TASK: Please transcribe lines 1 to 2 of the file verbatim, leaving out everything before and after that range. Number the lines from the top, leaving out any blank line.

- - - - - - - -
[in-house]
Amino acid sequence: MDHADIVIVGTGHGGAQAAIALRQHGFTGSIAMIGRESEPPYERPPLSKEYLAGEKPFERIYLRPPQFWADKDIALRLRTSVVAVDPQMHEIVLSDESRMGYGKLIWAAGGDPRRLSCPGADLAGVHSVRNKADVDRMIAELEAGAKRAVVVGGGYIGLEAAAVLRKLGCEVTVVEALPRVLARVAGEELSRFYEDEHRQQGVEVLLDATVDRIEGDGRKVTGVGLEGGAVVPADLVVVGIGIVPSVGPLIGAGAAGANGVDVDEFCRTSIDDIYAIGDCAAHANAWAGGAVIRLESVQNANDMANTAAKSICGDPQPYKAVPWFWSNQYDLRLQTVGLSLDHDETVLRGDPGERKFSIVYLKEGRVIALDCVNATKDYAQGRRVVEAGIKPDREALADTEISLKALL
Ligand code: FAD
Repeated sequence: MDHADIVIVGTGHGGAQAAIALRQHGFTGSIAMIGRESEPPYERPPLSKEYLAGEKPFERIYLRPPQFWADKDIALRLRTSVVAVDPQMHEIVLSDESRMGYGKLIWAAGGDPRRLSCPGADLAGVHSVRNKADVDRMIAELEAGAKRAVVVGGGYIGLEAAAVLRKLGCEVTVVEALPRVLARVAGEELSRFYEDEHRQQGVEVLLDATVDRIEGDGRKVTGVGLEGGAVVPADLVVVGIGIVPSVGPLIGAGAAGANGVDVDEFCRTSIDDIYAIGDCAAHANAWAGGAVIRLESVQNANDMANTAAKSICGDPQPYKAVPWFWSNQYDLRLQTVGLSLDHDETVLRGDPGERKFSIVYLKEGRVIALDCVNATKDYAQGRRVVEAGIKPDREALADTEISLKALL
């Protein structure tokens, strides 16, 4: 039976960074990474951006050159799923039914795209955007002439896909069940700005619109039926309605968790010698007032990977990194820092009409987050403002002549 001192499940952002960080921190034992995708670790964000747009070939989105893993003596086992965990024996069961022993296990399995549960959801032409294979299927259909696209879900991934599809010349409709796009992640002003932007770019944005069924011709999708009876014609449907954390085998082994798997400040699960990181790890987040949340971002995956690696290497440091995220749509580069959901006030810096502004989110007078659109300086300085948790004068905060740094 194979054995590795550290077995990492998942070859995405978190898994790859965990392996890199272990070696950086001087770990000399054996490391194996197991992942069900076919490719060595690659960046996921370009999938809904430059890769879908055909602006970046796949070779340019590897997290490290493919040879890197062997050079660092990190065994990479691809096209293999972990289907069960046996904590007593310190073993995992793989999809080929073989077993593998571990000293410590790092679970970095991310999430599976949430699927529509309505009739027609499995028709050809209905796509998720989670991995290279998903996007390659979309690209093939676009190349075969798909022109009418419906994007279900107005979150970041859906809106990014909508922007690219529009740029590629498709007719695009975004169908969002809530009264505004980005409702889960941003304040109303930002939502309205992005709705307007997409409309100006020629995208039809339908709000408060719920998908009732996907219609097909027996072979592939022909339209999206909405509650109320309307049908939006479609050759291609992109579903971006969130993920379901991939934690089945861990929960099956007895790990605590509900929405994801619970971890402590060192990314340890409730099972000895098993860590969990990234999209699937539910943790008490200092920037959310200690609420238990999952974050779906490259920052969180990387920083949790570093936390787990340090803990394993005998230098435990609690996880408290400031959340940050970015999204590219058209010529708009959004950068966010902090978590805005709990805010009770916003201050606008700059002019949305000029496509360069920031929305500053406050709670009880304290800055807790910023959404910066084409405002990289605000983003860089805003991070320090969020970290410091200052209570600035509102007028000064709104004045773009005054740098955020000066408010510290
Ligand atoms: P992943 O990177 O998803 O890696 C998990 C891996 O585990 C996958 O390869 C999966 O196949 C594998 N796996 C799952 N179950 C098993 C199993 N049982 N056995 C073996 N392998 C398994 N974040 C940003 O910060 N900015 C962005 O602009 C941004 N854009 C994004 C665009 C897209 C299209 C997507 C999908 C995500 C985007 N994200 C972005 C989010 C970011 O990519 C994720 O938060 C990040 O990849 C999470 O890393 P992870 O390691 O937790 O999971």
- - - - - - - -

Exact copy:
[in-house]
Amino acid sequence: MDHADIVIVGTGHGGAQAAIALRQHGFTGSIAMIGRESEPPYERPPLSKEYLAGEKPFERIYLRPPQFWADKDIALRLRTSVVAVDPQMHEIVLSDESRMGYGKLIWAAGGDPRRLSCPGADLAGVHSVRNKADVDRMIAELEAGAKRAVVVGGGYIGLEAAAVLRKLGCEVTVVEALPRVLARVAGEELSRFYEDEHRQQGVEVLLDATVDRIEGDGRKVTGVGLEGGAVVPADLVVVGIGIVPSVGPLIGAGAAGANGVDVDEFCRTSIDDIYAIGDCAAHANAWAGGAVIRLESVQNANDMANTAAKSICGDPQPYKAVPWFWSNQYDLRLQTVGLSLDHDETVLRGDPGERKFSIVYLKEGRVIALDCVNATKDYAQGRRVVEAGIKPDREALADTEISLKALL